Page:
A Renaissance For Carmen Miranda
A Renaissance For Carmen Miranda
Known for her outrageous costumes and beautiful voice, Brazilian performer Carmen Miranda was the highest-earning woman in Hollywood in the 1940s.
In the signature number in the 1943 extravaganza The Gang's All Here, Miranda — a massive turban festooned with fake fruit atop her head — sings "The Lady In The Tutti Frutti Hat" as a huge cast of scantily clad women waves around giant bananas.
It's completely over the top, and makes you feel like you've been immersed in a massive, warbling fruit salad.
But her success in the U.S. didn't translate back home, where she was rejected for being a sellout.
Now, her supporters hope that she will be given much greater recognition in Brazil, starting with a permanent exhibition at a lavish new museum in her home city of Rio de Janeiro, which is set to open later this year.
Success In U.S. Eclipsed Success At Home
There was a lot more to "The Lady in the Tutti Frutti Hat" than papier-mâché produce.
"The Brazilians don't know Carmen Miranda as they should," says Heloísa Seixas, who with her daughter, Julia Romeu, wrote a children's biography of Miranda.
Named Maria do Carmo Miranda da Cunha when she was born in Portugal, she immigrated to Brazil with her family when she was a child.
Before she became a star on Broadway and Hollywood, Miranda was big in Brazil. Her rise coincided with the beginning of the country's music industry.
"She was the most successful Brazilian singer in Brazil for 10 years before she ever went to America ... and so she was very important to Brazilian music, to Brazilian radio," says Romeu. In fact, during that period, Miranda cut more records than anyone else.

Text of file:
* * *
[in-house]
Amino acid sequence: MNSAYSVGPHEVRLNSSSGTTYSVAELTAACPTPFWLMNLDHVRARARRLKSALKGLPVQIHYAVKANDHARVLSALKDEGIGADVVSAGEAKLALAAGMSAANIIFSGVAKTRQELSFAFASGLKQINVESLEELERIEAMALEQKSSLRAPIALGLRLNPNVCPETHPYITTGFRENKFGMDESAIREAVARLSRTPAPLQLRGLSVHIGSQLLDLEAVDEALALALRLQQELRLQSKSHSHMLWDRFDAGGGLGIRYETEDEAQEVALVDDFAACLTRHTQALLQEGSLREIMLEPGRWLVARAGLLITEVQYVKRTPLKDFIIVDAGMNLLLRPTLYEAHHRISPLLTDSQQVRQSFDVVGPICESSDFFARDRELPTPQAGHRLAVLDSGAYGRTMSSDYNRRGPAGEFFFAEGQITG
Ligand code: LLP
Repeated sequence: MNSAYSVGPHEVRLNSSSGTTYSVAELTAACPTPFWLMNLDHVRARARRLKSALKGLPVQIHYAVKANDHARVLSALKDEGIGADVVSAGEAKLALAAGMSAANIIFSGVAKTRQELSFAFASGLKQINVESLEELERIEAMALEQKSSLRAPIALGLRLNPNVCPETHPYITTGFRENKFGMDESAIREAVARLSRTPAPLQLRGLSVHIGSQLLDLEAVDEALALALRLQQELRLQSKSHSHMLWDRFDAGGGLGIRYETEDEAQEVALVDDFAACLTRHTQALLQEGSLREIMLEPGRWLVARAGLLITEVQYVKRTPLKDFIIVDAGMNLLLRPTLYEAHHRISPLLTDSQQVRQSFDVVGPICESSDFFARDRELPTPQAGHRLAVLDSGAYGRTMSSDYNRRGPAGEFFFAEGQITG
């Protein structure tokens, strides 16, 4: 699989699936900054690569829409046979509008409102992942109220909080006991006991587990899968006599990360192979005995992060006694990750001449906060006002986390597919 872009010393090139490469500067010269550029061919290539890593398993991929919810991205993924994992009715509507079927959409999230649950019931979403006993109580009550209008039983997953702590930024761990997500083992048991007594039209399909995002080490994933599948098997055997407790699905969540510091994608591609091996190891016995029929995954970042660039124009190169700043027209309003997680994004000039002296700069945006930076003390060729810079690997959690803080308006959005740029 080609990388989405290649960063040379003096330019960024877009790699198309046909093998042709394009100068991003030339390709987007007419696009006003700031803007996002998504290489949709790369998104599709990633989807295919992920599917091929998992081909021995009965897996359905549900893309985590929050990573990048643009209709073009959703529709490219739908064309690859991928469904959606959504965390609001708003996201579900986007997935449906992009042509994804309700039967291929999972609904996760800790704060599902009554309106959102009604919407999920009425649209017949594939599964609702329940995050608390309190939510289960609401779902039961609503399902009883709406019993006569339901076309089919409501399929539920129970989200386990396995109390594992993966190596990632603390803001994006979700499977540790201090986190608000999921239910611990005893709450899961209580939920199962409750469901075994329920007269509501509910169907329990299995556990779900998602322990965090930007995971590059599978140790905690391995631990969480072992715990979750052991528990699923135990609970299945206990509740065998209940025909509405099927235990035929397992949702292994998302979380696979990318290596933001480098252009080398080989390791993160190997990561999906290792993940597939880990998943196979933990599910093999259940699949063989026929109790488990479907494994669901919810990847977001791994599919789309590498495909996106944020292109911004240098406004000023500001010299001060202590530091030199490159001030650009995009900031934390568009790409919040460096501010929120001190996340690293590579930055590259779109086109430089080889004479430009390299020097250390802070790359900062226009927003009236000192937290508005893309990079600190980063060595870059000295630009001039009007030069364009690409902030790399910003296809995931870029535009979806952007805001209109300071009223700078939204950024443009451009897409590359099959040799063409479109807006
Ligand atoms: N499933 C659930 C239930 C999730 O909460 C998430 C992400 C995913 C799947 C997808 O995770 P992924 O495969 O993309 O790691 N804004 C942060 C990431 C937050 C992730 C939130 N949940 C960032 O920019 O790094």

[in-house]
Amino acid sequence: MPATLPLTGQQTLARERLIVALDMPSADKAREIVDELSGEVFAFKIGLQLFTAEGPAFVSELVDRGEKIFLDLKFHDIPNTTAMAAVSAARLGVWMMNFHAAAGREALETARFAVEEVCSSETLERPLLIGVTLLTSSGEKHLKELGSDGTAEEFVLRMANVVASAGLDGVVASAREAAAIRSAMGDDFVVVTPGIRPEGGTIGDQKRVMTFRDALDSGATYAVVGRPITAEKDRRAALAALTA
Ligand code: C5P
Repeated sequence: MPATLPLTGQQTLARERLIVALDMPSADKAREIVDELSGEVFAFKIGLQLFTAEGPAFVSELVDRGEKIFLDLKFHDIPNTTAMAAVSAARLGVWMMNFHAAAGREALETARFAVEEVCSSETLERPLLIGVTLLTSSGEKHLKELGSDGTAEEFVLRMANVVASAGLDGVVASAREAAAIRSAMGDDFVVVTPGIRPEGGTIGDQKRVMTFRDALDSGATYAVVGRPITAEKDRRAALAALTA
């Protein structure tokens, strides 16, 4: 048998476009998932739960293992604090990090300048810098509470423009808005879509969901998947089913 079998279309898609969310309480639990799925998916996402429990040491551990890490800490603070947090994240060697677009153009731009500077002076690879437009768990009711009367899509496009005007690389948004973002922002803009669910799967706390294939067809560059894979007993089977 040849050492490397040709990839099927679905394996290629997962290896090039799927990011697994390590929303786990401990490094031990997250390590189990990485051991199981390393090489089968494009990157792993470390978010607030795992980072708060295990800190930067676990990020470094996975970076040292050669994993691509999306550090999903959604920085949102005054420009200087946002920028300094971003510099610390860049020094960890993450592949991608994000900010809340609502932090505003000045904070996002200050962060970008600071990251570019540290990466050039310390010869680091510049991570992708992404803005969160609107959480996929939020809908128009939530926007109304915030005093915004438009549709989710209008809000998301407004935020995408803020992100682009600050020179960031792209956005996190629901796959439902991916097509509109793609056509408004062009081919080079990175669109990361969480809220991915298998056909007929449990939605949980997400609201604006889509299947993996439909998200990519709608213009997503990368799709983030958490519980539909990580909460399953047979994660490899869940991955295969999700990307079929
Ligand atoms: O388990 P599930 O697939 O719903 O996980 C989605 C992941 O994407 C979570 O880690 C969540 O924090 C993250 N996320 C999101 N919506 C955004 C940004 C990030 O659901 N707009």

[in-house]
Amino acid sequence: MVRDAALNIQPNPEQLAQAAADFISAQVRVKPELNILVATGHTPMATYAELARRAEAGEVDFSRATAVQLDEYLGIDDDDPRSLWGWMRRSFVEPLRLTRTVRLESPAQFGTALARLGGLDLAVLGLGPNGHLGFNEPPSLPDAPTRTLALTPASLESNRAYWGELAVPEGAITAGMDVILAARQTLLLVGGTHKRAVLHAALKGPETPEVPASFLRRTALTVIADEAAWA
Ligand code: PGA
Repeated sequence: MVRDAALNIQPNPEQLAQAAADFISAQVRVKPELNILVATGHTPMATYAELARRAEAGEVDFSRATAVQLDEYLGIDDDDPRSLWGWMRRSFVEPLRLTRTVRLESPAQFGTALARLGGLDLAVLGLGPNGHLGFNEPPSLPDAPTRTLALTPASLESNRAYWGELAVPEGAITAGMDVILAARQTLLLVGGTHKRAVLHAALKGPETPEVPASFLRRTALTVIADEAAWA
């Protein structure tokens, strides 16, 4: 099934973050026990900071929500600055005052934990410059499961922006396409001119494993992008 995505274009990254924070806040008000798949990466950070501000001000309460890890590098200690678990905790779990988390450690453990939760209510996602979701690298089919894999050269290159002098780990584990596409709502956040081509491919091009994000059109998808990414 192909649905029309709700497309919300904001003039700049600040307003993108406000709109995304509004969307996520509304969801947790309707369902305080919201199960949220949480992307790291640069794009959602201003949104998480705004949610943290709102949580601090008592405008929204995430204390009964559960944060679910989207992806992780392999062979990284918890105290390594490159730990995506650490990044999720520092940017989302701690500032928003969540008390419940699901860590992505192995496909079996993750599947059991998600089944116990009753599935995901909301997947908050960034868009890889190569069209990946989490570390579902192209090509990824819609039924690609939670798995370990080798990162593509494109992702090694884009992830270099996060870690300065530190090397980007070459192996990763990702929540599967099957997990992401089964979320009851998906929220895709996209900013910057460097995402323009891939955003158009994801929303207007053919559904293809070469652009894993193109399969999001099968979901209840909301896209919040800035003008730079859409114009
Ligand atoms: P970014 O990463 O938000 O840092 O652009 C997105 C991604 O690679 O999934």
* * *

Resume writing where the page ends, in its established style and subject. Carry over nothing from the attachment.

She was singing at the casino in the neighborhood of Urca when an American producer saw her and whisked her to Broadway and then Hollywood.
In Brazil, instead of celebrating her success, the exact opposite happened: People jeered at her, and said she was a sellout.
"When she came back (to Brazil) the next year, she had a very bad experience at the Casino da Urca. She really was very upset and she cried. She stopped the show," recounts Seixas.
Putting Brazil On The Map
After that experience, Miranda didn't come back to Brazil for 14 years. But she got the last word: She recorded a song about the incident, "They Say I Came Back Americanized."
The lyrics are both arch and sweet: "How could I have come back Americanized?" she asks. "I always say 'te amo' and never 'I love you.'"
It was a huge hit at the time.
Miranda always argued that she was Brazilian at heart. In an interview in London in 1948 she talked about the cultural roots of all that fruit.
"In Brazil in Bahia, the girls carry the basket with the fruits on her head, and they have big bracelets and big necklaces and they sell fruits in the streets and I take it from the girls," Miranda explained.
And she used that image to make herself into a big business, constantly touring and putting on shows in casinos and clubs.
For the American audience of the day, she put Brazil on the map.
"It was through her music and her person that Americans discovered what Rio de Janeiro was, what Brazil was, how Brazilians behaved," says César Balbi, the director of the now-closed Carmen Miranda Museum in Rio.
Celebrated In A New Museum Exhibit
Balbi is speaking in the building that housed Miranda's collection after her death in 1955. It's a small, ugly concrete bunker next to an expressway. It's not easily visible — the antithesis of the woman herself.
Balbi takes me into the back room where her things are kept in storage.
And lined up on a shelf are the famous turbans, some with cherries, some with pineapples, some with small umbrellas. Miranda actually made some of them herself: She had learned millinery working in a hatmakers' shop in her youth.